The couple got engaged in Dubai last year and the programme documents their relationship as they prepare to take it the next level, with the Love Island star planning her dream wedding.
Olivia previously had her own reality show with ex-boyfriend Chris Hughes called Crackin’ On.
However, their relationship took a turn for the worse when Chris, 27, broke up with her on camera, telling her the relationship wasn’t making him happy anymore.
Olivia then reunited with Bradley, whom she was with before Love Island, while Chris found love with his now ex-girlfriend Jesy Nelson.
Olivia Meets Her Match continues on Sundays at 10pm on ITVBe.
Bride-to-be: Olivia’s eight-episode series follows the reality star and her Blackburn Rovers footballer fiancé Bradley Dack, as they plan their wedding and buy their first home in Cheshire
Love story: The couple got engaged in Dubai last year and the programme documents their relationship as they prepare to take it the next level, with the Love Island star planning her dream wedding
Breast cancer is one of the most common cancers in the world and affects more than two MILLION women a year
Breast cancer is one of the most common cancers in the world. Each year in the UK there are more than 55,000 new cases, and the disease claims the lives of 11,500 women. In the US, it strikes 266,000 each year and kills 40,000. But what causes it and how can it be treated?
What is breast cancer?
Breast cancer develops from a cancerous cell which develops in the lining of a duct or lobule in one of the breasts.
When the breast cancer has spread into surrounding breast tissue it is called an ‘invasive’ breast cancer. Some people are diagnosed with ‘carcinoma in situ’, where no cancer cells have grown beyond the duct or lobule.
Most cases develop in women over the age of 50 but younger women are sometimes affected. Breast cancer can develop in men though this is rare.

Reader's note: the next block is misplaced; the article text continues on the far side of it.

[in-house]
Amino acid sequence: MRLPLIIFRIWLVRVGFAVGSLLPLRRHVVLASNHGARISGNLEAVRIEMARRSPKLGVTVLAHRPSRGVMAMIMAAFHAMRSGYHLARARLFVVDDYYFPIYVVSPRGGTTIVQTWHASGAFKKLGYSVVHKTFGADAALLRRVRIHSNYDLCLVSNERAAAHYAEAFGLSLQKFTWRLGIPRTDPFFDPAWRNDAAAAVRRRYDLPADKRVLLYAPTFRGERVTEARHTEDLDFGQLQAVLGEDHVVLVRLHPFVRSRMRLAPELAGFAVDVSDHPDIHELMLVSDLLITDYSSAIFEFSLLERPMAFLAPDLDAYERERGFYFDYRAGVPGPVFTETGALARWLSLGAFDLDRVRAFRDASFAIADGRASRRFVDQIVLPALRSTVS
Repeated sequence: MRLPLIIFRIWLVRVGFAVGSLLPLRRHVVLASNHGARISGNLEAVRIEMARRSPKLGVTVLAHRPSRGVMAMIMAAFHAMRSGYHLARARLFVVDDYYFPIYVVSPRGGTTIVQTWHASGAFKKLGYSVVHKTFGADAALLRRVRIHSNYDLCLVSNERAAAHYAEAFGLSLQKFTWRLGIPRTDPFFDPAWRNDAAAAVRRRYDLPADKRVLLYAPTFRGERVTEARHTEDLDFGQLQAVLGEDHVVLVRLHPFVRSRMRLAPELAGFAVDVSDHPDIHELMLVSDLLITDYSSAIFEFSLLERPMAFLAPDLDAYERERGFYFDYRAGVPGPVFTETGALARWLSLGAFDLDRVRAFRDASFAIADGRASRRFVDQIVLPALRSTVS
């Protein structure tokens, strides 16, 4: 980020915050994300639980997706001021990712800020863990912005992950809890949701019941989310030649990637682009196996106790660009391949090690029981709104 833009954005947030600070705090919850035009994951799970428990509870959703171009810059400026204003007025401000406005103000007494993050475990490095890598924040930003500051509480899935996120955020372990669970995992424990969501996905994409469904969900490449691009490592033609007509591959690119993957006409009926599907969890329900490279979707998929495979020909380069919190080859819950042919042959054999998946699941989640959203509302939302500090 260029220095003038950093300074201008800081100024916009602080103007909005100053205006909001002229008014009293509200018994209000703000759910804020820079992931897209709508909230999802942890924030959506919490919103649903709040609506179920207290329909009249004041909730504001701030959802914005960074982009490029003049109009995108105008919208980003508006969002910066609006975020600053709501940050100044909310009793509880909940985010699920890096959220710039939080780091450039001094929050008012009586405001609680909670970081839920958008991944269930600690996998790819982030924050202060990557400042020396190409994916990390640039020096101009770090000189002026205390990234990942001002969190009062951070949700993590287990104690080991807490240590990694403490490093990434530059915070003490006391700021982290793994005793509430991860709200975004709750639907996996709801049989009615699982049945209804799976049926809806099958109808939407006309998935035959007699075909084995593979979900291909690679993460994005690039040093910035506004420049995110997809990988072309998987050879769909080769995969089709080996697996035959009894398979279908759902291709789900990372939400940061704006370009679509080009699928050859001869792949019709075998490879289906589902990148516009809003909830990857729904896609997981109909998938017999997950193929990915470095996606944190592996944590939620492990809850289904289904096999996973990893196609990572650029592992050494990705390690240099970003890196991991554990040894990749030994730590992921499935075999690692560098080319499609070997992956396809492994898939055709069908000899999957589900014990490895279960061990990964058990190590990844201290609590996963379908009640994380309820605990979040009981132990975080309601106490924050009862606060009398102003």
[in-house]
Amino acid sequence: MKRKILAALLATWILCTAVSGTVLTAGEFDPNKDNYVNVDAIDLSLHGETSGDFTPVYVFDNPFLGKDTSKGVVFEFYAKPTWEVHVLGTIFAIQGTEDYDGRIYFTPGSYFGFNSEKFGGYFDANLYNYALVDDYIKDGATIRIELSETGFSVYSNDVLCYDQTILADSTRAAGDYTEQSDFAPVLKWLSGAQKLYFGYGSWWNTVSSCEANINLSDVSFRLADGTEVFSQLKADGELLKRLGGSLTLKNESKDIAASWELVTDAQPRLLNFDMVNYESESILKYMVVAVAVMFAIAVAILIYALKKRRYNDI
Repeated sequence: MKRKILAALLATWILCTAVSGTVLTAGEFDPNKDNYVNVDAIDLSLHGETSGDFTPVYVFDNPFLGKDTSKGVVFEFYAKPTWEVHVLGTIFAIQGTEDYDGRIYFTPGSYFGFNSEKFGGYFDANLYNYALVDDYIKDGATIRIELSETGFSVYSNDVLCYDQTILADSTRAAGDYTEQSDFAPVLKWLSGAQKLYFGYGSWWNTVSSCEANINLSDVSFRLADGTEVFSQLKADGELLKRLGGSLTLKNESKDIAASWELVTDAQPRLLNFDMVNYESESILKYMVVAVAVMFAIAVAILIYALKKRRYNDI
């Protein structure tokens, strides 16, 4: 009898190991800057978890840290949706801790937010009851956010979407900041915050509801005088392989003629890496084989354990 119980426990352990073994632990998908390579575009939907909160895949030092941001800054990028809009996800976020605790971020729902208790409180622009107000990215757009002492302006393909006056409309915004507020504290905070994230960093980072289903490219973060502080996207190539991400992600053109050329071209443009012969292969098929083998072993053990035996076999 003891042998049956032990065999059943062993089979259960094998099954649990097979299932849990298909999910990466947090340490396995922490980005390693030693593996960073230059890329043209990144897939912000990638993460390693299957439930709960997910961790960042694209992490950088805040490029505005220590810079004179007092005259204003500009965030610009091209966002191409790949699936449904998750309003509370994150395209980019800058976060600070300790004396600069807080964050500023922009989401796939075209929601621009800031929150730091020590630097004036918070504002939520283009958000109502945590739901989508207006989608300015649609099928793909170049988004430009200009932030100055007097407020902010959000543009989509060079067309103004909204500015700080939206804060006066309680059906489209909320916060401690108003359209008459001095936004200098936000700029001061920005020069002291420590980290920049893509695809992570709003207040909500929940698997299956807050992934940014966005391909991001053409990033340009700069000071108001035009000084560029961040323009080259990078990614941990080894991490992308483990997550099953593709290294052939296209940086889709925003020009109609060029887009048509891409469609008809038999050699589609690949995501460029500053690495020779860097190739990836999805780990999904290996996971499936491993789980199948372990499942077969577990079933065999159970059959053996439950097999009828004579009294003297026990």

Staging means how big the cancer is and whether it has spread. Stage 1 is the earliest stage and stage 4 means the cancer has spread to another part of the body.
The cancerous cells are graded from low, which means a slow growth, to high, which is fast growing. High grade cancers are more likely to come back after they have first been treated.
What causes breast cancer?
A cancerous tumour starts from one abnormal cell. The exact reason why a cell becomes cancerous is unclear. It is thought that something damages or alters certain genes in the cell. This makes the cell abnormal and multiply ‘out of control’.
Although breast cancer can develop for no apparent reason, there are some risk factors that can increase the chance of developing breast cancer, such as genetics.
What are the symptoms of breast cancer?
The usual first symptom is a painless lump in the breast, although most breast lumps are not cancerous and are fluid filled cysts, which are benign.
The first place that breast cancer usually spreads to is the lymph nodes in the armpit. If this occurs you will develop a swelling or lump in an armpit.
How is breast cancer diagnosed?
- Initial assessment: A doctor examines the breasts and armpits. They may do tests such as a mammography, a special x-ray of the breast tissue which can indicate the possibility of tumours.
- Biopsy: A biopsy is when a small sample of tissue is removed from a part of the body. The sample is then examined under the microscope to look for abnormal cells. The sample can confirm or rule out cancer.
If you are confirmed to have breast cancer, further tests may be needed to assess if it has spread. For example, blood tests, an ultrasound scan of the liver or a chest x-ray.
How is breast cancer treated?
Treatment options which may be considered include surgery, chemotherapy, radiotherapy and hormone treatment. Often a combination of two or more of these treatments are used.
- Surgery: Breast-conserving surgery or the removal of the affected breast depending on the size of the tumour.
- Radiotherapy: A treatment which uses high energy beams of radiation focussed on cancerous tissue. This kills cancer cells, or stops cancer cells from multiplying. It is mainly used in addition to surgery.
- Chemotherapy: A treatment of cancer by using anti-cancer drugs which kill cancer cells, or stop them from multiplying
- Hormone treatments: Some types of breast cancer are affected by the ‘female’ hormone oestrogen, which can stimulate the cancer cells to divide and multiply. Treatments which reduce the level of these hormones, or prevent them from working, are commonly used in people with breast cancer.
How successful is treatment?
The outlook is best in those who are diagnosed when the cancer is still small, and has not spread. Surgical removal of a tumour in an early stage may then give a good chance of cure.
The routine mammography offered to women between the ages of 50 and 70 mean more breast cancers are being diagnosed and treated at an early stage.
For more information visit breastcancercare.org.uk, breastcancernow.org or www.cancerhelp.org.uk